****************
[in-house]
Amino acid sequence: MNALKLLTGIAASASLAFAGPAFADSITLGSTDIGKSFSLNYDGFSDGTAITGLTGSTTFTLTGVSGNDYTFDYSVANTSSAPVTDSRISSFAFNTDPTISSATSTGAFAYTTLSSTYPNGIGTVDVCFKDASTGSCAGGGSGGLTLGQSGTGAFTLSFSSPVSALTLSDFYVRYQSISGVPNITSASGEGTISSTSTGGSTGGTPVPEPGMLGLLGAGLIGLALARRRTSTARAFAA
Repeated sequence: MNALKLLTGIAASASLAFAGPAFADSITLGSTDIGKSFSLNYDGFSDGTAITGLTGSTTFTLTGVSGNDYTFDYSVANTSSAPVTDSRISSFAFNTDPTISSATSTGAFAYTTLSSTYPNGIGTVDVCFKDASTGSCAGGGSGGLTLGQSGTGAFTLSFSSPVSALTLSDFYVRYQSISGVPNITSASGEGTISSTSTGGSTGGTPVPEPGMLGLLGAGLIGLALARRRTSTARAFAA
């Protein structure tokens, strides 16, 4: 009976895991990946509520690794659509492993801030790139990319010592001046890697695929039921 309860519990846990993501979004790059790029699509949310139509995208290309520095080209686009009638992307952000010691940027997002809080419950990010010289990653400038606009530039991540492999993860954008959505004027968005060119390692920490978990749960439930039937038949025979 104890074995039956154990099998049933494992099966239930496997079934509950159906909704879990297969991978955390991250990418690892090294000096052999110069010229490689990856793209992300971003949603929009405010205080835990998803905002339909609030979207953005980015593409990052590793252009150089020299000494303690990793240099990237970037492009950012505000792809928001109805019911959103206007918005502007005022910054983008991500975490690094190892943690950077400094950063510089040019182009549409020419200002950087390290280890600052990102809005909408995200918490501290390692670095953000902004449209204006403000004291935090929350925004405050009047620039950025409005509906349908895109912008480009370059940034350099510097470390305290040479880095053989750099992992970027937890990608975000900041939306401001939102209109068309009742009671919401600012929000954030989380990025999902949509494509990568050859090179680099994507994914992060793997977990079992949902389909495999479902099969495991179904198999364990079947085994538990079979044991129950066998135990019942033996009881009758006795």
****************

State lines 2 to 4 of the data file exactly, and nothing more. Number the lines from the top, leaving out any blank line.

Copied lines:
Amino acid sequence: MNALKLLTGIAASASLAFAGPAFADSITLGSTDIGKSFSLNYDGFSDGTAITGLTGSTTFTLTGVSGNDYTFDYSVANTSSAPVTDSRISSFAFNTDPTISSATSTGAFAYTTLSSTYPNGIGTVDVCFKDASTGSCAGGGSGGLTLGQSGTGAFTLSFSSPVSALTLSDFYVRYQSISGVPNITSASGEGTISSTSTGGSTGGTPVPEPGMLGLLGAGLIGLALARRRTSTARAFAA
Repeated sequence: MNALKLLTGIAASASLAFAGPAFADSITLGSTDIGKSFSLNYDGFSDGTAITGLTGSTTFTLTGVSGNDYTFDYSVANTSSAPVTDSRISSFAFNTDPTISSATSTGAFAYTTLSSTYPNGIGTVDVCFKDASTGSCAGGGSGGLTLGQSGTGAFTLSFSSPVSALTLSDFYVRYQSISGVPNITSASGEGTISSTSTGGSTGGTPVPEPGMLGLLGAGLIGLALARRRTSTARAFAA
């Protein structure tokens, strides 16, 4: 009976895991990946509520690794659509492993801030790139990319010592001046890697695929039921 309860519990846990993501979004790059790029699509949310139509995208290309520095080209686009009638992307952000010691940027997002809080419950990010010289990653400038606009530039991540492999993860954008959505004027968005060119390692920490978990749960439930039937038949025979 104890074995039956154990099998049933494992099966239930496997079934509950159906909704879990297969991978955390991250990418690892090294000096052999110069010229490689990856793209992300971003949603929009405010205080835990998803905002339909609030979207953005980015593409990052590793252009150089020299000494303690990793240099990237970037492009950012505000792809928001109805019911959103206007918005502007005022910054983008991500975490690094190892943690950077400094950063510089040019182009549409020419200002950087390290280890600052990102809005909408995200918490501290390692670095953000902004449209204006403000004291935090929350925004405050009047620039950025409005509906349908895109912008480009370059940034350099510097470390305290040479880095053989750099992992970027937890990608975000900041939306401001939102209109068309009742009671919401600012929000954030989380990025999902949509494509990568050859090179680099994507994914992060793997977990079992949902389909495999479902099969495991179904198999364990079947085994538990079979044991129950066998135990019942033996009881009758006795």